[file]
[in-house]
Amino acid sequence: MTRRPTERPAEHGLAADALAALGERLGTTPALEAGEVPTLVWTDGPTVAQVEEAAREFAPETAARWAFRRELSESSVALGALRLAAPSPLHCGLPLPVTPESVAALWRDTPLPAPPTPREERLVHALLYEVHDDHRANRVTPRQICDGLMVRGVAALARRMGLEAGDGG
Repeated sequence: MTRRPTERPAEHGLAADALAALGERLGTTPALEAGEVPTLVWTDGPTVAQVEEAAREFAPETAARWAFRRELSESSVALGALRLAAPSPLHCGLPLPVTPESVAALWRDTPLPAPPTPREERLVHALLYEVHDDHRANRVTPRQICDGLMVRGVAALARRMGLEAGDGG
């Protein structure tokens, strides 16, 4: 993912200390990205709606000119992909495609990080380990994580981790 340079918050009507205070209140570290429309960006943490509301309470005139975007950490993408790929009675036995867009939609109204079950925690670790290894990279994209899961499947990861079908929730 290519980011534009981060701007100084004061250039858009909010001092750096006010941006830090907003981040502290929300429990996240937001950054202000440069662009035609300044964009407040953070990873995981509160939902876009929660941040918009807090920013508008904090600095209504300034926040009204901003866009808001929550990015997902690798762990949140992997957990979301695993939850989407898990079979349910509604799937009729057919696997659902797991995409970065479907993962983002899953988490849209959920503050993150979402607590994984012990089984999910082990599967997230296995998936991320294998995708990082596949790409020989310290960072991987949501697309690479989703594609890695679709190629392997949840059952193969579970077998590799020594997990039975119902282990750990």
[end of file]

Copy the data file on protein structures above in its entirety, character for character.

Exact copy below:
[in-house]
Amino acid sequence: MTRRPTERPAEHGLAADALAALGERLGTTPALEAGEVPTLVWTDGPTVAQVEEAAREFAPETAARWAFRRELSESSVALGALRLAAPSPLHCGLPLPVTPESVAALWRDTPLPAPPTPREERLVHALLYEVHDDHRANRVTPRQICDGLMVRGVAALARRMGLEAGDGG
Repeated sequence: MTRRPTERPAEHGLAADALAALGERLGTTPALEAGEVPTLVWTDGPTVAQVEEAAREFAPETAARWAFRRELSESSVALGALRLAAPSPLHCGLPLPVTPESVAALWRDTPLPAPPTPREERLVHALLYEVHDDHRANRVTPRQICDGLMVRGVAALARRMGLEAGDGG
């Protein structure tokens, strides 16, 4: 993912200390990205709606000119992909495609990080380990994580981790 340079918050009507205070209140570290429309960006943490509301309470005139975007950490993408790929009675036995867009939609109204079950925690670790290894990279994209899961499947990861079908929730 290519980011534009981060701007100084004061250039858009909010001092750096006010941006830090907003981040502290929300429990996240937001950054202000440069662009035609300044964009407040953070990873995981509160939902876009929660941040918009807090920013508008904090600095209504300034926040009204901003866009808001929550990015997902690798762990949140992997957990979301695993939850989407898990079979349910509604799937009729057919696997659902797991995409970065479907993962983002899953988490849209959920503050993150979402607590994984012990089984999910082990599967997230296995998936991320294998995708990082596949790409020989310290960072991987949501697309690479989703594609890695679709190629392997949840059952193969579970077998590799020594997990039975119902282990750990």